Leo from Fingerfunk 

Photography by Photo Republic (Gavin) 

Are you doing music full-time at the moment?

 Yes. 

Since the COVID-19 outbreak, musicians’ revenue from live gigs has been affected due to the lack of physical gigs. Could you share with us how the situation has impacted you personally?

As a musician, the gigs have all been cancelled, including the online streaming initiatives. This means that effectively, all gig revenue has been halted along with any future prospect of such income indefinitely. 

As a producer, while I'm still able to work from home, being unable to access the studio while still paying rent is seriously hurting my finances. I’m also unable to bring in artists to record and some of them do not have any recording gear at home, delaying release timelines and ultimately income. 

Have you been exploring new ways to make money through music in lieu of live performances? If so, what are they?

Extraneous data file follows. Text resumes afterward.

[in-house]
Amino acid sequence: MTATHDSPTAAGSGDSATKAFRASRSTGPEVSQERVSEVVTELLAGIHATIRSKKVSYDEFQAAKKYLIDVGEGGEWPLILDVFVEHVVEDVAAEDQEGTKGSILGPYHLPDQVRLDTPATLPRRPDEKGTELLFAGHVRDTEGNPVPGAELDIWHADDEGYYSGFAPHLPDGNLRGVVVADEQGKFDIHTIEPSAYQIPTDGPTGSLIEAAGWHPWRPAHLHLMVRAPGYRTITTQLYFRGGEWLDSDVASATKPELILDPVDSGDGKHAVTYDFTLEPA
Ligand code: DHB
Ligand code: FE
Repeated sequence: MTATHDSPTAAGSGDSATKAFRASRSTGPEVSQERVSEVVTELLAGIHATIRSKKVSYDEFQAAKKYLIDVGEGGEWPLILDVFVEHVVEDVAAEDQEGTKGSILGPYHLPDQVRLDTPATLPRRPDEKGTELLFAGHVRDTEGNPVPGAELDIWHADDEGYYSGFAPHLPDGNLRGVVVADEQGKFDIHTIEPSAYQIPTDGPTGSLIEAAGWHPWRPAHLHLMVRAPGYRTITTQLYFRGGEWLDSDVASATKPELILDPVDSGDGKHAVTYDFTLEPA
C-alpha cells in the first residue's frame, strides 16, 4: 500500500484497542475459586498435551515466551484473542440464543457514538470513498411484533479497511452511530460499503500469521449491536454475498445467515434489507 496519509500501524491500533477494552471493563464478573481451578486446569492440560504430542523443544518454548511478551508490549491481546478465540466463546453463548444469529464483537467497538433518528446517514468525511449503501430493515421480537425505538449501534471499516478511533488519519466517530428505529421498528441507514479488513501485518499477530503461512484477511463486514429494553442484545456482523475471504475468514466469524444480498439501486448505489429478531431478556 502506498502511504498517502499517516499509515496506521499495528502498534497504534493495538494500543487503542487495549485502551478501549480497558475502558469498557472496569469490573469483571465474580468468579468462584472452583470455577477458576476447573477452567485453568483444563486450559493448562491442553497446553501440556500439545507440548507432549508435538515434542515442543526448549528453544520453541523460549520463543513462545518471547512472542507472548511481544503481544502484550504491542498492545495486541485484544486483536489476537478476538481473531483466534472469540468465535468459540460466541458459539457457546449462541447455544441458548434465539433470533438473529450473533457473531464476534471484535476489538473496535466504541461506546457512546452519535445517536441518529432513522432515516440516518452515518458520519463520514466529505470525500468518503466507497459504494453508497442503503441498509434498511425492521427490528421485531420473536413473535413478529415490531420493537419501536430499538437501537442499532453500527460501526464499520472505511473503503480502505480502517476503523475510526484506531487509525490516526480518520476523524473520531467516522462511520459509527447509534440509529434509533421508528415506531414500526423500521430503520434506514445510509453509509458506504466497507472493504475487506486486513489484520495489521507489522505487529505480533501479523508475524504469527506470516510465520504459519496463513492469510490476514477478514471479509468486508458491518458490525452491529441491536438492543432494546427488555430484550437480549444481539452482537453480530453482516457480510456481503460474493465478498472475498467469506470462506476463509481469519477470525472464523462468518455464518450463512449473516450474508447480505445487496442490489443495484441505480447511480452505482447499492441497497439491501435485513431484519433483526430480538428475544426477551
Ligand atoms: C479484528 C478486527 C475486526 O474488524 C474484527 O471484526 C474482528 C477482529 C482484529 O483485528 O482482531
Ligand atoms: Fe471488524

I’ve conducted a couple of online classes so far. Unfortunately, I do believe other musicians are just as badly hit and thus may not be able to afford even normal market rates. It’s a vicious cycle. 

There have been both public and private initiatives to help creatives in times of COVID-19. Features on digital platforms, online classes, free software, waived fees from service providers, grants from governments or associations. Have you tapped on any of these resources? Have they been of help to you, and why?

I have used the extra free time during the circuit breaker to upgrade my skills with some of the free lessons and applied for some of the grants. While they have slightly supplemented, overall, it is still draining and unsustainable.